Woodbury Historical Society's Gatehouse honors the Stockhausen-Kopchak-Judson families

| 22 Feb 2012 | 03:33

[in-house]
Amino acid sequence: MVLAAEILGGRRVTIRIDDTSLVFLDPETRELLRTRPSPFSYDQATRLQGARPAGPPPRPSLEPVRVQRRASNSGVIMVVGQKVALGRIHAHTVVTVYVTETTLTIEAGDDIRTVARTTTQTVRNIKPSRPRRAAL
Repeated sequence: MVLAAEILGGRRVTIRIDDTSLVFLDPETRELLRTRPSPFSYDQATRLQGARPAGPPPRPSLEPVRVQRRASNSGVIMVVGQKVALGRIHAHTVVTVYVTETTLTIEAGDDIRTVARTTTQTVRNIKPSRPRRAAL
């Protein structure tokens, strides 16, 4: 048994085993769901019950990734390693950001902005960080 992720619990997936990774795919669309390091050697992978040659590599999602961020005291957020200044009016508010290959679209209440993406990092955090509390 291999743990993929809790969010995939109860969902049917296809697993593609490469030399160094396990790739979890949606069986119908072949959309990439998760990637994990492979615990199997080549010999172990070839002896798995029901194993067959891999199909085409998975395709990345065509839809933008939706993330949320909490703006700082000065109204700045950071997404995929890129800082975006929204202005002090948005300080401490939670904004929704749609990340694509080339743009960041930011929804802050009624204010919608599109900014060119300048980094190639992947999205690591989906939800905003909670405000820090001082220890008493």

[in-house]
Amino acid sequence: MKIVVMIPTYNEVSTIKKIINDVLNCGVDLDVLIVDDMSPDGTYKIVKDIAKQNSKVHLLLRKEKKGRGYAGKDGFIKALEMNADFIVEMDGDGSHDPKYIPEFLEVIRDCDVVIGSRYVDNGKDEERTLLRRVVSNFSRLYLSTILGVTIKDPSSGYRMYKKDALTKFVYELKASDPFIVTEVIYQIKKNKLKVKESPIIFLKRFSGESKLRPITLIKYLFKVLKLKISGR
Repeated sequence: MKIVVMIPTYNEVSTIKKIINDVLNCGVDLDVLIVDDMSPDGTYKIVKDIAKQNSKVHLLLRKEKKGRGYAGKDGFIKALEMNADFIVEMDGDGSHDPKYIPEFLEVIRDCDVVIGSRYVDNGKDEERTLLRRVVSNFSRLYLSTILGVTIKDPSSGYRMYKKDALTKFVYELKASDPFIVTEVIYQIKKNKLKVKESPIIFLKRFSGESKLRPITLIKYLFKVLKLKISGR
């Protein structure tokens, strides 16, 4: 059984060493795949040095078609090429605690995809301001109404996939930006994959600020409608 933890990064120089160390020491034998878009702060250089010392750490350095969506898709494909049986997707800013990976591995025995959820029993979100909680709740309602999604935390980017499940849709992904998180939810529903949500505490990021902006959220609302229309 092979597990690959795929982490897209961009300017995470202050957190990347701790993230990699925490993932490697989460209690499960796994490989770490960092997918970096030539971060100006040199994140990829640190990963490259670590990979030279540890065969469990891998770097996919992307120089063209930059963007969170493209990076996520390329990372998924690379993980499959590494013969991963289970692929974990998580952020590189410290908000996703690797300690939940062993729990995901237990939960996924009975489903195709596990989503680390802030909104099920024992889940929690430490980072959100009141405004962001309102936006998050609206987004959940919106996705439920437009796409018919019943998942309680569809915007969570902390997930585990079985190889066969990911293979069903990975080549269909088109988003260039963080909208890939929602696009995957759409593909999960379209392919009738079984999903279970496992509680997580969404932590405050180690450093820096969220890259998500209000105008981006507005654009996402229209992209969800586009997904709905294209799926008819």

Central Valley - These three families, longtime residents of Woodbury and Harriman, have been featured in a just-concluded exhibit at the Woodbury Historical Society’s Gatehouse Learning Center. As Dorothy M. Morris, chair of the Gatehouse Committee put it: “It is with humility and gratitude that we honor them, and especially Louise and Joe Kopchak whose dedication, respect for preservation, and willingness to share and ‘give back’ to their community, made it possible for us to present this article to you.” The story begins with the powerful 1889 oil painting which graces the mantle of the Gatehouse exhibit room. “Grandpa Stockhausen” served in his native country’s Navy. He was an expert fireman, hired by construction companies, to put battleships through high-speed tests. After immigrating to America, “Grandpa” worked for the Harrimans during construction of Arden House. Fearful of theft, “Grandpa” Stockhausen was hired as a watchman to prevent stealing of building materials. While an expert carpenter, he remained in the security role after the completion of the mansion. He married Adelaide, also from Germany. Adelaide served as a part time cook at the Central Valley Hotel (on the site of the present Central Valley post office). Together they raised their five daughters. Stonemason Enter John M. Kopchak Sr. (a contemporary of Stockhausen) who immigrated to the Woodbury area also to work on building Arden house for the Harriman family. He was of Slovak ancestry and was a skilled stonemason, with unusual ability in cutting stone. John Sr. never drove a car, walked everywhere in the Harriman-Woodbury area and did so until he was 82 years of age. He became a proud American but retained his pride in the nation of his birth. For 50 years he served as secretary-treasurer for “Jednota,” a Slovak organization. He supported a family of seven, yet had time to volunteer for many projects. His philosophy was that he had a God-given talent working with stone. It was his mission to share that talent freely, without pay, in as many places as possible. The Grotto at St. Anastasia’s in Harriman, stone steps, masonry and other religious works are monuments to his outstanding talents. Give back to the community The families join when daughter Helen Stockhausen married Joseph Kopchak Sr., an expert electrician and welder. The connection with the Harriman estate continues in this generation. When their son, Joe, married Louise Judson, the third family link was established. The significance of this story comes to light when Joe and Louise embark on many years of collecting memorabilia, post cards, and photographs, which focus on their families, the Harrimans and the mansion, plus the Arden Farm connection and the towns in which they were raised. It is a story of a Kopchak grandson who continued the family mission to give back to Woodbury and the surrounding area. Most of all, the recent Gatehouse display was one of pride in family and community. Along with the Stockhausens and Judsons, Louise and Joe Kopchak, who put the very extensive and interesting display together, are the embodiment of the many families who came to this area from far away places many years ago, and stayed to make our community the wonderful place it is today. “We will always be grateful to them,” Morris wrote.